This is a little late, but Happy Halloween!
For my kids' entire trick or treating career, we have been in Japan, where I have never worried about them getting a razor blade or poison in their candy. It is a highly organized event that takes place in our neighborhood, even on a scheduled night (mainly the weekend so the dads are at home to help dole out candy or take the kids around to collect it). Over the years, many of us have befriended local Japanese families or kids at school, who have all been delighted to join in on the fun, as it is not customary to trick or treat in Japan. What a fun experience for those kids especially to get to participate in this event. In our neighborhood, we are at an all time low of kids, I believe there are only 30 kids left (used to be over 60), but I ended up handing out candy to over 80 kids, that's how many extras jumped at the chance to join in.
The families participating that did not live here set up to give out candy at one of the vacant houses. It's funny, because by now, I can tell whether my child got their candy from a foreign or Japanese family. Most foreigners give out chocolate (I even had some resee's in mine and one woman came back super duper excited asking me if I found them in Japan- nope, my suitcase). Most Japanese give out hard candy, lollipops, or something gummy, oftentimes in a cute little Halloween bag with several pieces in it. Last year, thankfully not this year, there were open items in the bags, such as 3 animal crackers, 2 marshmallows, and a hard candy. Although, I was sure they were not poisoned and as much as I trust Japanese people, the idea of an unsealed item on Halloween does not sit well and into the trash they went.
It sure will be culture shock to move back home and have to guess which houses will be handing out candy and which ones won't. Not to mention, getting my husband home from work on time to help out since it won't be scheduled only on a non-work night ;)
This Halloween, we did not have our grandiose party like usual because I just didn't have the energy to put up and clean up all the decorations. I will say however, with the Pumpkin Parade (trick or treating in the classrooms) the kids did at school and our neighborhood trick or treating, it was still a very "sweet" Halloween. I did however, save energy to make the kids' costumes. Since I have noticed a lot of people looking at the Super Mario birthday party post, I thought I'd write about how I made the Mario and Luigi costumes that the older boys wore.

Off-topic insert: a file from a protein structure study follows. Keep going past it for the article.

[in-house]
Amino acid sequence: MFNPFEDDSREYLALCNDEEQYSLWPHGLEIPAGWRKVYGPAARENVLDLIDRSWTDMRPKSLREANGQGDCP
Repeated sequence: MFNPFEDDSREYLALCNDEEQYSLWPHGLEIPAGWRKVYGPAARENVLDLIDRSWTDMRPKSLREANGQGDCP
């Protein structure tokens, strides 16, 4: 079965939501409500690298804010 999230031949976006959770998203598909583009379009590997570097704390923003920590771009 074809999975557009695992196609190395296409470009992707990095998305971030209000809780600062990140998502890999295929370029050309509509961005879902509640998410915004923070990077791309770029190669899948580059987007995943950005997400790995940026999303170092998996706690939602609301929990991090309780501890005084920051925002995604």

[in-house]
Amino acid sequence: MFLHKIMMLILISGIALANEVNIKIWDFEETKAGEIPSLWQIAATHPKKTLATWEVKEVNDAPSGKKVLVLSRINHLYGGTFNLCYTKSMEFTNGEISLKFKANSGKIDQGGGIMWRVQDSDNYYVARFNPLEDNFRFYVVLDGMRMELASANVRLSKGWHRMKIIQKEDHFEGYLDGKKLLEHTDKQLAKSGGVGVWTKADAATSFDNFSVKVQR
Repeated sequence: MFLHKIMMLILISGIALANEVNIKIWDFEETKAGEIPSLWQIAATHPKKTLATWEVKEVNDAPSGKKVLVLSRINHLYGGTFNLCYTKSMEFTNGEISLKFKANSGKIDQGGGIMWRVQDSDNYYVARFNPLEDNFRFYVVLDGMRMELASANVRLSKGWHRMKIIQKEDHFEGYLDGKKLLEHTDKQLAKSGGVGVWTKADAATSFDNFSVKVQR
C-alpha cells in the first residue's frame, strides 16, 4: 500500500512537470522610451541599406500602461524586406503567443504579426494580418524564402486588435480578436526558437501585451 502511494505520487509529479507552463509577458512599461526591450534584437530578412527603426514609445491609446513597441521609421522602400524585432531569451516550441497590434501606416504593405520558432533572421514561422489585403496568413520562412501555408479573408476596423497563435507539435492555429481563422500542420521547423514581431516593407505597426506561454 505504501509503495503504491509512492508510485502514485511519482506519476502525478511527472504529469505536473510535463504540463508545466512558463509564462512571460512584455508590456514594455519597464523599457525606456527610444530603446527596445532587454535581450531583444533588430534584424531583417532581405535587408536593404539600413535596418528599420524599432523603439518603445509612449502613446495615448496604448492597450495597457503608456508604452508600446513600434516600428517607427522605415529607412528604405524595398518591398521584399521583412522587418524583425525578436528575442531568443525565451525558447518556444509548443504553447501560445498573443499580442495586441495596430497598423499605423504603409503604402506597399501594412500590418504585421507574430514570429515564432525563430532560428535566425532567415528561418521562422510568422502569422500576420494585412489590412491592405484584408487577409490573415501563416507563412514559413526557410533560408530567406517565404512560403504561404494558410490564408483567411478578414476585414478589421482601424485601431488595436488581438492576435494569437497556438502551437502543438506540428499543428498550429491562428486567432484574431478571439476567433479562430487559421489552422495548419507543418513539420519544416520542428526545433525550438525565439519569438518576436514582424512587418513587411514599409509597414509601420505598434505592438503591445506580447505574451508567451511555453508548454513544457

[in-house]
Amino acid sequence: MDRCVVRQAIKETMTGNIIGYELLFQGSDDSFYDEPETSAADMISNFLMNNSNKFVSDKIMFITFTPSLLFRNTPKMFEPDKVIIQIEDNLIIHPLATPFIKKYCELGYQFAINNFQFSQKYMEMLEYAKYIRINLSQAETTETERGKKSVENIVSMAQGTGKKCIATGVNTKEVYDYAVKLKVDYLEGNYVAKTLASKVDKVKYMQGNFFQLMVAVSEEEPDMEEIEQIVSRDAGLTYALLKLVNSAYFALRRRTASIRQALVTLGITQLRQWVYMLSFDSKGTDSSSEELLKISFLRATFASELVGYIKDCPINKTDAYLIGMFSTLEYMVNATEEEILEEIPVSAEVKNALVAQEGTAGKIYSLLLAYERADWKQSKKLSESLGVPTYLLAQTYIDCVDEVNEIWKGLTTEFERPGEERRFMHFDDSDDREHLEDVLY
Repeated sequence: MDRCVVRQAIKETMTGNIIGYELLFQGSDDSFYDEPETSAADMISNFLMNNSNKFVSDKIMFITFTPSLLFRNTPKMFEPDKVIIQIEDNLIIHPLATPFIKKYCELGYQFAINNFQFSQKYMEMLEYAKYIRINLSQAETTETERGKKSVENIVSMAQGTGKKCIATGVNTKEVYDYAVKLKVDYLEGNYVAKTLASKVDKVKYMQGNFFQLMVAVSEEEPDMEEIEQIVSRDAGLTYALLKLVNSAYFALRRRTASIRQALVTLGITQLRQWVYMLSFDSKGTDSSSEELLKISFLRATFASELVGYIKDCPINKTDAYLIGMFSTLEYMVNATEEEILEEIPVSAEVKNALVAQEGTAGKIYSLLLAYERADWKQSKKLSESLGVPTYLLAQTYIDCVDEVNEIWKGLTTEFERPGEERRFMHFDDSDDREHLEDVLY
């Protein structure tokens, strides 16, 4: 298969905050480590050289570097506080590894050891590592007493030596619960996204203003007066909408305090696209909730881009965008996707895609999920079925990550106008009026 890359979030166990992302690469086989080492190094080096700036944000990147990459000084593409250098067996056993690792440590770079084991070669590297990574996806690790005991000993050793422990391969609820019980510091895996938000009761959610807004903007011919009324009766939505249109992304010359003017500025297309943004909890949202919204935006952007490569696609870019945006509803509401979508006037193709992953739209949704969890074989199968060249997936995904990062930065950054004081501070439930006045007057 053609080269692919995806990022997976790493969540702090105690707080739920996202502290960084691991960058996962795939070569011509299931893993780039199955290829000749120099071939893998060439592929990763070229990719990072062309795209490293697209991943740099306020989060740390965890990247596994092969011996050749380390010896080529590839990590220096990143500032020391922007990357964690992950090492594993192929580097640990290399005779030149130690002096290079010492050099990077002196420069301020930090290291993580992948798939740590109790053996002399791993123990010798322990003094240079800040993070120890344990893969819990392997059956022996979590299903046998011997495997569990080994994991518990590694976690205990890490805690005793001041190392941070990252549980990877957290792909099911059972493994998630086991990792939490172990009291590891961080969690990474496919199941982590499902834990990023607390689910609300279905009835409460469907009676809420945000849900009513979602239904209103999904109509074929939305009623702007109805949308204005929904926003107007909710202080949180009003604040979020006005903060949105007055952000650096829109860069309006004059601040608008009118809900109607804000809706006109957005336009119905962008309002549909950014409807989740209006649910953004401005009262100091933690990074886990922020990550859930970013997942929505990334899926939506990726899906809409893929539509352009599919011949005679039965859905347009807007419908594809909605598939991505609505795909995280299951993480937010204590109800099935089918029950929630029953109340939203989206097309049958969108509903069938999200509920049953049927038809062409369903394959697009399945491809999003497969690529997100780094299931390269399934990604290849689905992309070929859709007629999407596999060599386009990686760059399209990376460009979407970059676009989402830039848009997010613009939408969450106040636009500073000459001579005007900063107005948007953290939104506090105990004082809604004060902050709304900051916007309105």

I bought the hats off Amazon.com (planned ahead and had my mom mail Luigi's, since Mario's was leftover from the bday in August). I used white craft tape, cut out a circle and with a sharpie drew the letter on the circle.
The mustaches' were from brown felt. Originally I stuck them on with double sided tape, but realized it wouldn't go the distance with these busy little people, so I took bracelet making elastic (small thin round elastic) and painted it with peach colored paint. I sewed it to the mustache and even though you could see the elastic, no Super character complained. The only complaint was that I made them dark brown, not black- can't win!
Even the non-Super characters had to have one, who would have thought mustaches could be so popular?
I found the white gloves in the cleaning section of the 100 yen store (dollar store here).
I had nowhere to find overalls here and no where to look for a store bought Mario or Luigi costume. First, I bought a yard of denim fabric, I tried to get a wash that I knew would closely match a pair of their jeans. I decided to make a faux overall top and pair it with jeans to make it look like overalls. Luckily, we had a red and a green long sleeved top already. I laid the shirts down on the fabric, and cut two pieces of the denim fabric the width of the shirts (I added 1/4 inch on both sides for a seam when I sewed them together). As for the length, I made sure to leave the bottom length of the fabric about 3 inches longer than the shirts (so it would cover the button and top of the pockets of their jeans) and I cut across the top so it was about 1 inch under their armpits.
For the front piece, I angled the sides in to look like the bib of the overall:
For the back piece, I cut a small v in the middle and then angled around the sides to make it look like where the straps meet on the back of the overalls:
I sewed both the front and back together with the fabric facing (no serging, no edge finishing). I turned them right side out and sewed two buttons on the front of the bib. I cut out straps to be the width of the top of the back above the v, where they started to form. I sewed on the straps, I made them long and then had the boys try the whole thing on, brought the strap over their shoulder and put velcro tape on the front of the strap and the back of the bib (behind the buttons) and pressed the strap closed. This whole thing with cutting, buttons, and all took an hour for both kids' costumes.
I was quite paranoid because Nathaniel wanted to look so much like Mario that everyone would think he was the real Mario. The "fake overalls" passed the test and he really thought he was Mario. The costume is actually still sitting on his desk today.
To top it all off, I even downloaded some Super Mario remix songs and made a CD for the kids to dance to on Halloween night, let's just say they were more hyped up for that than if I let them eat their whole bucket of candy in one sitting.
I have had a lot of questions about Dokinchan (Hazel's costume)- that explanation is coming soon, especially since you will be seeing a LOT of that character for her upcoming birthday.